- The fall of Empire, gentlemen, is a massive thing, however, and not easily fought. It is dictated by a rising bureaucracy, a receding initiative, a freezing of caste, a damming of curiosity—a hundred other factors. It has been going on, as I have said, for centuries, and it is too majestic and massive a movement to stop.
- I received the fundamentals of my education in school, but that was not enough. My real education, the superstructure, the details, the true architecture, I got out of the public library. For an impoverished child whose family could not afford to buy books, the library was the open door to wonder and achievement, and I can never be sufficiently grateful that I had the wit to charge through that door and make the most of it. Now, when I read constantly about the way in which library funds are being cut and cut, I can only think that the door is closing and that American society has found one more way to destroy itself.
- They won’t listen. Do you know why? Because they have certain fixed notions about the past. Any change would be blasphemy in their eyes, even if it were the truth. They don’t want the truth; they want their traditions.
- Isn’t it sad that you can tell people that the ozone layer is being depleted, the forests are being cut down, the deserts are advancing steadily, that the greenhouse effect will raise the sea level 200 feet, that overpopulation is choking us, that pollution is killing us, that nuclear war may destroy us – and they yawn and settle back for a comfortable nap. But tell them that the Martians are landing, and they scream and run.
- I believe in evidence. I believe in observation, measurement, and reasoning, confirmed by independent observers. I’ll believe anything, no matter how wild and ridiculous, if there is evidence for it. The wilder and more ridiculous something is, however, the firmer and more solid the evidence will have to be.
- It is change, continuing change, inevitable change, that is the dominant factor in society today. No sensible decision can be made any longer without taking into account not only the world as it is, but the world as it will be…This, in turn, means that our statesmen, our businessmen, our everyman must take on a science fictional way of thinking.
- Even as a youngster, though, I could not bring myself to believe that if knowledge presented danger, the solution was ignorance. To me, it always seemed that the solution had to be wisdom. You did not refuse to look at danger, rather you learned how to handle it safely.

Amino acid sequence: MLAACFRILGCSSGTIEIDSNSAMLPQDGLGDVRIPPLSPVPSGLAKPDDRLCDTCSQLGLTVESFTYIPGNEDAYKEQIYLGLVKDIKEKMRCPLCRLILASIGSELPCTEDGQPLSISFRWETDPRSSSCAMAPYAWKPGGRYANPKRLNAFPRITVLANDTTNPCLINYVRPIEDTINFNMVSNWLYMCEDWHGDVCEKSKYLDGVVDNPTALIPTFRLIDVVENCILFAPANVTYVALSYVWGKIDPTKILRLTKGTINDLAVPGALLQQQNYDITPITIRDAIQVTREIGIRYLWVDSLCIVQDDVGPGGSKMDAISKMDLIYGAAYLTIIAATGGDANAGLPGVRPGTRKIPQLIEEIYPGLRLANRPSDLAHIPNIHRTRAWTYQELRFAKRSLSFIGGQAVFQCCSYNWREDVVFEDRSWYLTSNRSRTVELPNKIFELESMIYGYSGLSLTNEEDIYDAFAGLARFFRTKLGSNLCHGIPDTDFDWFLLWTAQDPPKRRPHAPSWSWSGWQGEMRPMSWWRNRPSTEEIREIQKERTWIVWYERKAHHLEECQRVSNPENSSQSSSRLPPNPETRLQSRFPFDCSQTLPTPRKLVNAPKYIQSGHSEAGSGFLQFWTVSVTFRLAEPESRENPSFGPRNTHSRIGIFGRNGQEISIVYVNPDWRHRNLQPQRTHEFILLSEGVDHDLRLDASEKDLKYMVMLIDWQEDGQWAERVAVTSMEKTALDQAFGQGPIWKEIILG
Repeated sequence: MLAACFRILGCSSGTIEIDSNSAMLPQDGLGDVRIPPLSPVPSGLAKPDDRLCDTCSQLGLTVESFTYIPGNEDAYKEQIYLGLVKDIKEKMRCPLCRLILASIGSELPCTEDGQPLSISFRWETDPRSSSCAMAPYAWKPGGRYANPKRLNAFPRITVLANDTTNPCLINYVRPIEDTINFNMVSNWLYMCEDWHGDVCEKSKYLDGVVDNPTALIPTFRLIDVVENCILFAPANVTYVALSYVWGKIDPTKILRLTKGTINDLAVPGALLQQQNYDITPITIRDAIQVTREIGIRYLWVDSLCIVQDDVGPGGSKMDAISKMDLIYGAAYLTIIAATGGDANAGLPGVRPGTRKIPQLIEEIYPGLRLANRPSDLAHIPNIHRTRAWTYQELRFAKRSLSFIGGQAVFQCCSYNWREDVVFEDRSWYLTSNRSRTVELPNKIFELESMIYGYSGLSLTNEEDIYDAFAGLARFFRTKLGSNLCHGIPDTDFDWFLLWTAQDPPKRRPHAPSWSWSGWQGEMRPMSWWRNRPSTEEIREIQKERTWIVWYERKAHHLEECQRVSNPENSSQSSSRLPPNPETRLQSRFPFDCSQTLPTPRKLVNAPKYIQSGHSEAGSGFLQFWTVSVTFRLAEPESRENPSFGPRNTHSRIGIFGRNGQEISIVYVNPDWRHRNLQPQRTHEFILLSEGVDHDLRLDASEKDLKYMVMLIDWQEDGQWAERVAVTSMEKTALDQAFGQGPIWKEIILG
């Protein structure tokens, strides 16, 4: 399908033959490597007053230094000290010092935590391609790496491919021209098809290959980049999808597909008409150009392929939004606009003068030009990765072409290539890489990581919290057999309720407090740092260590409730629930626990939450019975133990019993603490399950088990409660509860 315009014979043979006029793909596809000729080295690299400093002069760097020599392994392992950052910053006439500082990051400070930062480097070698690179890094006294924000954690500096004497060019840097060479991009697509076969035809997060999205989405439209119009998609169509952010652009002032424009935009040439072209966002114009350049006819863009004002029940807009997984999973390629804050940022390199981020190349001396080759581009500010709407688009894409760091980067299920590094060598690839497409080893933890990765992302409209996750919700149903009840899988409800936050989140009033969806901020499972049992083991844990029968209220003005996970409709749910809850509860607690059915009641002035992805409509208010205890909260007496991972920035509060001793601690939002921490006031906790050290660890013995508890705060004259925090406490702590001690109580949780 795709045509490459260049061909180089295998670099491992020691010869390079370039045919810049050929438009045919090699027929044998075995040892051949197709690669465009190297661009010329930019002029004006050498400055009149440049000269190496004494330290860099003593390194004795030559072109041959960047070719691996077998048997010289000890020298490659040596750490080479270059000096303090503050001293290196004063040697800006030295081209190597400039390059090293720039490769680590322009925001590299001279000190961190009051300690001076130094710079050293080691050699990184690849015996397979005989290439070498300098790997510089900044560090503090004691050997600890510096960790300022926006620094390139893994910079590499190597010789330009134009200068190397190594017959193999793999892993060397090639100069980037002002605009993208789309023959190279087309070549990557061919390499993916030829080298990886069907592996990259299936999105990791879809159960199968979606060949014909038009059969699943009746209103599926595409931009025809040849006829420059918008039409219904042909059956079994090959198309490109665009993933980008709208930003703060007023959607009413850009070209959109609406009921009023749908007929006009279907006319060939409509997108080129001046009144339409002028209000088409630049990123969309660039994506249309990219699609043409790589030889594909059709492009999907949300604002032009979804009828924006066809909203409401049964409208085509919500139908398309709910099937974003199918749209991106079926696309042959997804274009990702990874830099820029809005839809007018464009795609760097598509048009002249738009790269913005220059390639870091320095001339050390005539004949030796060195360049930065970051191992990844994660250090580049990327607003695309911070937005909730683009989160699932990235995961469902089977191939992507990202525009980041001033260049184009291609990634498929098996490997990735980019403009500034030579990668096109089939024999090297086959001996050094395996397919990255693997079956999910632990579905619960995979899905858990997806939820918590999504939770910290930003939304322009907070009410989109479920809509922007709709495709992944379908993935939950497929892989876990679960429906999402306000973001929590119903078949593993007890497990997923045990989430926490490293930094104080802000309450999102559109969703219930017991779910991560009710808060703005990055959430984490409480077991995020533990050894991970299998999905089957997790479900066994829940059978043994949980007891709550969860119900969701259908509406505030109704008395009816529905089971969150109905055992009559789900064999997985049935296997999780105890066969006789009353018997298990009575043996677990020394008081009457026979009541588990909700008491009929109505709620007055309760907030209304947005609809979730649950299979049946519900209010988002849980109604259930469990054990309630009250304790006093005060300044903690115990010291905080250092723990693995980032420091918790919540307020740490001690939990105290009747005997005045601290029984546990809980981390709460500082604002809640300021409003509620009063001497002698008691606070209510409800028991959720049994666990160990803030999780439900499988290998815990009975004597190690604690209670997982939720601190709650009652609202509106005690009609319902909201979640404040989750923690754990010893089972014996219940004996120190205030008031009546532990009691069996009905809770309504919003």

- How often people speak of art and science as though they were two entirely different things, with no interconnection. An artist is emotional, they think, and uses only his intuition; he sees all at once and has no need of reason. A scientist is cold, they think, and uses only his reason; he argues carefully step by step, and needs no imagination. That is all wrong. The true artist is quite rational as well as imaginative and knows what he is doing; if he does not, his art suffers. The true scientist is quite imaginative as well as rational, and sometimes leaps to solutions where reason can follow only slowly; if he does not, his science suffers.
- Today, what people call learning is forced on you. Everyone is forced to learn the same thing on the same day at the same speed in class. But everyone is different. For some, class goes too fast, for some too slow, for some in the wrong direction. But give everyone a chance, in addition to school, to follow up their own bent from the start, to find out about whatever they’re interested in by looking it up in their own homes, at their own speed, in their own time, and everyone will enjoy learning.
- Life is not like a murder mystery. In mysteries people always do the same thing. Then when some little thing is out of line, some wise-guy amateur detective makes big deductions. In real life, people don’t do the same things all the time. They do different things at different times. In real life, people are crazy. Isaac Asimov
- Isaac Asimov‘s “Three Laws of Robotics”A robot may not injure a human being or, through inaction, allow a human being to come to harm.
A robot must obey orders given it by human beings except where such orders would conflict with the First Law.
A robot must protect its own existence as long as such protection does not conflict with the First or Second Law.